Many countries are trying to attract startups and companies with the implementation of strategic and more friendly legislation towards new technology developments. Portugal just joined other countries in Europe by unveiling the implementation of a new “technological free zone”, which is aimed at encouraging tech companies around the world to relocate in the country and develop technologies such as artificial intelligence, blockchain, nanotechnology, 5G, and many others.
The plan is to create a tech hub attractive enough for companies to establish in Portugal, encouraging experimentation and innovation with a less strict regulation towards this specific field. Portugal, as the rest of Europe, is actively promoting a digital transformation plan that seeks to bring the region to the same level that other countries with significant technological advancements such as the United States and China.
According to the Council of Ministers:
The Resolution notes the importance of approving a legal framework that promotes and streamlines experimentation activities in a cross-sector manner in order to take advantage of all the opportunities brought by new technologies – from artificial intelligence to blockchain, bio- and nanotechnology, 3D printing, virtual reality, robotics and the Internet of Things, and including Big Data and the 5G network.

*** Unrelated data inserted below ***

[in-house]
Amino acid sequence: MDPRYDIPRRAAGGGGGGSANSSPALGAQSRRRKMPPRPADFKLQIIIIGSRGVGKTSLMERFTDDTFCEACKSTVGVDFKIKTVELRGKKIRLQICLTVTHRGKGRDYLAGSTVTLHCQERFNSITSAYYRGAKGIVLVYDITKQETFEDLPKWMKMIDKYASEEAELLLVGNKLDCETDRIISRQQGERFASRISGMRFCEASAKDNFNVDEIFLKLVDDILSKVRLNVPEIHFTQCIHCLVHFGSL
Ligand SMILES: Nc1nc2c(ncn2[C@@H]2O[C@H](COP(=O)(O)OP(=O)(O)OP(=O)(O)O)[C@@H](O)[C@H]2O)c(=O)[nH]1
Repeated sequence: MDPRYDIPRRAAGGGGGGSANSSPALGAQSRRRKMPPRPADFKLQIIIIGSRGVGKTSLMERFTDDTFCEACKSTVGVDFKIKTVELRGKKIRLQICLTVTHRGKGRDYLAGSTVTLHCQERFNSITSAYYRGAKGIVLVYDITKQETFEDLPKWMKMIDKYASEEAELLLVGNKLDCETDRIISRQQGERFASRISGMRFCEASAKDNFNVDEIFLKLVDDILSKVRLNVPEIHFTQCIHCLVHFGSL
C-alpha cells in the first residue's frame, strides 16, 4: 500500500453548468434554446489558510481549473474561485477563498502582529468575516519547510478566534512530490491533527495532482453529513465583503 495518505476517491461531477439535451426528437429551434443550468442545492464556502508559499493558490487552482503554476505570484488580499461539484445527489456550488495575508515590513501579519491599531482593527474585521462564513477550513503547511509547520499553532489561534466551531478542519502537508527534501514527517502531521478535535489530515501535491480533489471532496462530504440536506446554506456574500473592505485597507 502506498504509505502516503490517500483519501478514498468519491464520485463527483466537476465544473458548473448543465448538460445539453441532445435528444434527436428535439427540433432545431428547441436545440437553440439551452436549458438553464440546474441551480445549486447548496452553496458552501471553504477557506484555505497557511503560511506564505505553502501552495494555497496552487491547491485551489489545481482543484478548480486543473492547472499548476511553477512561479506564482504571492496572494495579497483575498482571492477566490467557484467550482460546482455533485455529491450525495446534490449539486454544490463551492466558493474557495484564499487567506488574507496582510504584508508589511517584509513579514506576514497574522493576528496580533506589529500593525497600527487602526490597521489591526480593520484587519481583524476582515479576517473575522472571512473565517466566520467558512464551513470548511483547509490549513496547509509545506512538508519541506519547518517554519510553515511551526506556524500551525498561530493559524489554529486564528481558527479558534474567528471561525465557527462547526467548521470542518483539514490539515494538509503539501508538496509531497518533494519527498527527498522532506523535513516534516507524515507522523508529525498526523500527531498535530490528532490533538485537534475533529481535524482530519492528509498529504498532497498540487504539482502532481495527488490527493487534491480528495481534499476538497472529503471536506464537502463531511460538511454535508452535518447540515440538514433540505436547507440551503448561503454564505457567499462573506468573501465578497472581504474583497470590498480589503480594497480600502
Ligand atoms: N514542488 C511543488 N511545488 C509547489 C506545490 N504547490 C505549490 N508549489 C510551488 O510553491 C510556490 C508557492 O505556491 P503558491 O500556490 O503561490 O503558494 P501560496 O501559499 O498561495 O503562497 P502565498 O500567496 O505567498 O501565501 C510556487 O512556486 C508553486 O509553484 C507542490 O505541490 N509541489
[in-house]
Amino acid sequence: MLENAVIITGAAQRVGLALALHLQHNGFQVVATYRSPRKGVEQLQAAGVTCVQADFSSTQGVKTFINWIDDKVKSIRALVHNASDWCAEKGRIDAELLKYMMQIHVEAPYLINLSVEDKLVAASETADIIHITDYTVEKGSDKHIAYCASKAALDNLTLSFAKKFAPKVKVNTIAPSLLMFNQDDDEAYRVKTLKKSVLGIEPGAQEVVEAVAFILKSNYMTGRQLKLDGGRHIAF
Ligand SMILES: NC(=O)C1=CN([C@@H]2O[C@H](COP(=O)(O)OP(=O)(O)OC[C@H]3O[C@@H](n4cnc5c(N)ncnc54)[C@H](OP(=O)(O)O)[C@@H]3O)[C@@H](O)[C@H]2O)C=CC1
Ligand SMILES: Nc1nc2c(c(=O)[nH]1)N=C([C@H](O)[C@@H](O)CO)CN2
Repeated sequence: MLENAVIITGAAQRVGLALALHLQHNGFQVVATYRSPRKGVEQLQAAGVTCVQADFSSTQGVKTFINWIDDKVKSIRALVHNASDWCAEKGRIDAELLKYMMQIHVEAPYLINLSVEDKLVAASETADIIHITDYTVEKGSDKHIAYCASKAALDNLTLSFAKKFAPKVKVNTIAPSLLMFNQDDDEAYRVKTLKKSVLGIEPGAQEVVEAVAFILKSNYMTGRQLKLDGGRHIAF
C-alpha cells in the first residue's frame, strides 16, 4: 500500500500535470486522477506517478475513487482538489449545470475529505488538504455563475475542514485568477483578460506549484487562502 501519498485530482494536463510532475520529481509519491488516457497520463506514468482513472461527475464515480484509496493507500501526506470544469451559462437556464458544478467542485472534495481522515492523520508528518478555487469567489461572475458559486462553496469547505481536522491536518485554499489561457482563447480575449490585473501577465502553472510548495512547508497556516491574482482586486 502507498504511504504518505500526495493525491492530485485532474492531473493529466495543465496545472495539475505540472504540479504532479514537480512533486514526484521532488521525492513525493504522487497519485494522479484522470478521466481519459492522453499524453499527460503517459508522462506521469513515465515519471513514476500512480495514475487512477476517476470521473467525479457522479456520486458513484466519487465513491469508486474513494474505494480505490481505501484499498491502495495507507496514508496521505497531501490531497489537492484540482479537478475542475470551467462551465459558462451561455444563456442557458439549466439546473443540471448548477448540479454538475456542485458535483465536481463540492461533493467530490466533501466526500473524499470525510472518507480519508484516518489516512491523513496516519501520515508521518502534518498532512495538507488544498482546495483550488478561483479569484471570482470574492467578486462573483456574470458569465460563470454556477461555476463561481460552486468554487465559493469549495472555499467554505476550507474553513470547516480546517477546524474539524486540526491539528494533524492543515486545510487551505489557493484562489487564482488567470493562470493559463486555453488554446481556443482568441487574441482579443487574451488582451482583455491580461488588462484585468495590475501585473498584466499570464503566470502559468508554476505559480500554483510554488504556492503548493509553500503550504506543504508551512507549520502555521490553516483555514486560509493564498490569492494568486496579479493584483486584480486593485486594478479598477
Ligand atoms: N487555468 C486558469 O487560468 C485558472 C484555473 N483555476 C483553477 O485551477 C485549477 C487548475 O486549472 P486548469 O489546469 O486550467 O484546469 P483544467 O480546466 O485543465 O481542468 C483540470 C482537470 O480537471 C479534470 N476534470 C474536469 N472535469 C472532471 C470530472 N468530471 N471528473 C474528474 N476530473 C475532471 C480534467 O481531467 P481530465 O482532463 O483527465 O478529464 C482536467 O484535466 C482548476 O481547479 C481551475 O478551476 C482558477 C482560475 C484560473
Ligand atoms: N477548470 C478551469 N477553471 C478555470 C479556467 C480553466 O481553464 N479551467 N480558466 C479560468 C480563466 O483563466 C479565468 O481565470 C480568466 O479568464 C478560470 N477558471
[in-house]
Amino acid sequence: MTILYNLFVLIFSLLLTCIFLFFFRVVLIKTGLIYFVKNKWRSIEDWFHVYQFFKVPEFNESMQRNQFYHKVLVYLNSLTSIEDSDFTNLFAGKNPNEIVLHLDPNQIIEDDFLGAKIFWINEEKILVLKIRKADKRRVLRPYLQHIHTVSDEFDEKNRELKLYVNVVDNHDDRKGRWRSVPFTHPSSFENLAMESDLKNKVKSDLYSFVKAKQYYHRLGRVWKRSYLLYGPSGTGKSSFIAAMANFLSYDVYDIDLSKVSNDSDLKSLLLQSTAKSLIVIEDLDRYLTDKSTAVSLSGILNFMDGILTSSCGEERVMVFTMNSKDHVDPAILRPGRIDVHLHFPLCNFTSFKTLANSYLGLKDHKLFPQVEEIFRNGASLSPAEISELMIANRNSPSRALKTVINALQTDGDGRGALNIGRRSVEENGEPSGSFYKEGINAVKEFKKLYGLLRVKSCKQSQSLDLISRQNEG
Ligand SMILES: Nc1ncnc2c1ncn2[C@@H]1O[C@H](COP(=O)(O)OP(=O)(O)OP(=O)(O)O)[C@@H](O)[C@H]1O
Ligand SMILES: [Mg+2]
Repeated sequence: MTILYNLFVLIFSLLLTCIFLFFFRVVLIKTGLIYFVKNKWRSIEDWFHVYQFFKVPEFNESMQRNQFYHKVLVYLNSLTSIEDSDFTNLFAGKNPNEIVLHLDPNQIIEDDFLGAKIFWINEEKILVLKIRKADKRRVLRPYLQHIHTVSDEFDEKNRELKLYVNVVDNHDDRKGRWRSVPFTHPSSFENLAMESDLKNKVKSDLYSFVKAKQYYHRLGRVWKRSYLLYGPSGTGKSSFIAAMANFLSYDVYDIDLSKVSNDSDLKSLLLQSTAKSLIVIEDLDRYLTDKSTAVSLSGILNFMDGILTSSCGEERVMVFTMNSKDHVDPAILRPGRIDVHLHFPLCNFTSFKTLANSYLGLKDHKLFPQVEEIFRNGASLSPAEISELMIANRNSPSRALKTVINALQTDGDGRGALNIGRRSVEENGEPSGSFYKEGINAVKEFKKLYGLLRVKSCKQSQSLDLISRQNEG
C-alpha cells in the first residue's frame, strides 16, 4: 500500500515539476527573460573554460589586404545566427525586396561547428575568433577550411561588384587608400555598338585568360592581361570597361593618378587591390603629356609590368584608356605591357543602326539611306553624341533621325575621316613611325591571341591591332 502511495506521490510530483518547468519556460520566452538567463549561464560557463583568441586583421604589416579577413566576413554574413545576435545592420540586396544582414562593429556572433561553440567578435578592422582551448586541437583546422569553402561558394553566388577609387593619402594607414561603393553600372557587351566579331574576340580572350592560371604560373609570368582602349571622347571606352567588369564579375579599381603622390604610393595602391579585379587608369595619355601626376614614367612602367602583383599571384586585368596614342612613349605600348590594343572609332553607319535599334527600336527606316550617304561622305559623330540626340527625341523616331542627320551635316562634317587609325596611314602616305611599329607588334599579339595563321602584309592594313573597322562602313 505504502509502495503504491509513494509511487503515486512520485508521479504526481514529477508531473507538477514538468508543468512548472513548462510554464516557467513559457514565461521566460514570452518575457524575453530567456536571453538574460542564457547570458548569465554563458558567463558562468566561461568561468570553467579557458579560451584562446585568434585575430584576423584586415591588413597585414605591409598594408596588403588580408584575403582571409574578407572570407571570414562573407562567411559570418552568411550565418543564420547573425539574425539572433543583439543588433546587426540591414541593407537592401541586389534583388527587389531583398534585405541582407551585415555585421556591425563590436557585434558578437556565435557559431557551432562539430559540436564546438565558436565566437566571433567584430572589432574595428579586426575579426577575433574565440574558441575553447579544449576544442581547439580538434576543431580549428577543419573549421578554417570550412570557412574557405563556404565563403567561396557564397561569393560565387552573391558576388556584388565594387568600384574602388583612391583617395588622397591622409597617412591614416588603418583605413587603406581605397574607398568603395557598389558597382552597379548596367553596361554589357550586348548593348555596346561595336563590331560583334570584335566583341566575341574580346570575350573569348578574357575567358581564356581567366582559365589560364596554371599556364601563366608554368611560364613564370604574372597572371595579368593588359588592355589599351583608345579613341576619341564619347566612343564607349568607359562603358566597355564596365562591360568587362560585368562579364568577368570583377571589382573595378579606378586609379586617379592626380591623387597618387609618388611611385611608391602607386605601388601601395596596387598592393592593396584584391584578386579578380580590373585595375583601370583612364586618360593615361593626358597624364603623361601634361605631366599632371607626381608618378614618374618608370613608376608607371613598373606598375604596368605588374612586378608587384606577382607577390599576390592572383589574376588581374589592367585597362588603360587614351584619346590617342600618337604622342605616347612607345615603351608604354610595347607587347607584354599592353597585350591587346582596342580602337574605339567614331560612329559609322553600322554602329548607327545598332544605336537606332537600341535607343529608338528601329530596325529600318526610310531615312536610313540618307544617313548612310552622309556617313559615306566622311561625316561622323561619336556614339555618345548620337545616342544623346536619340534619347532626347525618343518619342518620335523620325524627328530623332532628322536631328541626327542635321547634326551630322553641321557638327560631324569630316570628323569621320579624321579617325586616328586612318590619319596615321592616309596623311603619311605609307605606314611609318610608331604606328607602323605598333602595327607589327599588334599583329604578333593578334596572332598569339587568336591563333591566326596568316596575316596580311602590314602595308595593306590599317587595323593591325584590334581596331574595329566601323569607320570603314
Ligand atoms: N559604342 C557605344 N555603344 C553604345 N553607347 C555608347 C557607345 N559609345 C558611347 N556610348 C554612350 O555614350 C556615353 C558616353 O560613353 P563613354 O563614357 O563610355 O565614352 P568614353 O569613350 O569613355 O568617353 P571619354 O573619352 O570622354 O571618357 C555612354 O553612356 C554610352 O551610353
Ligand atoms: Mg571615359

The economy of Portugal is ranked 42nd in the World Economic Forum’s Global Competitiveness Report for 2017–2018, and with a global pandemic threatening economies globally, this initiative might seem a bit unrealistic at the moment. However, the country seems to be looking forward and is planning on constructing a digital society that will eventually boost productivity growth. The digital economy plan also includes changes in education initiatives to ensure the inclusion of all citizens.
Portugal remains a friendly country when it comes to cryptocurrencies, offering a lower tax rate for crypto traders, but this might change in upcoming regulations. The issuing and trading of cryptocurrencies are not supervised in the country, but this is also expected to change soon.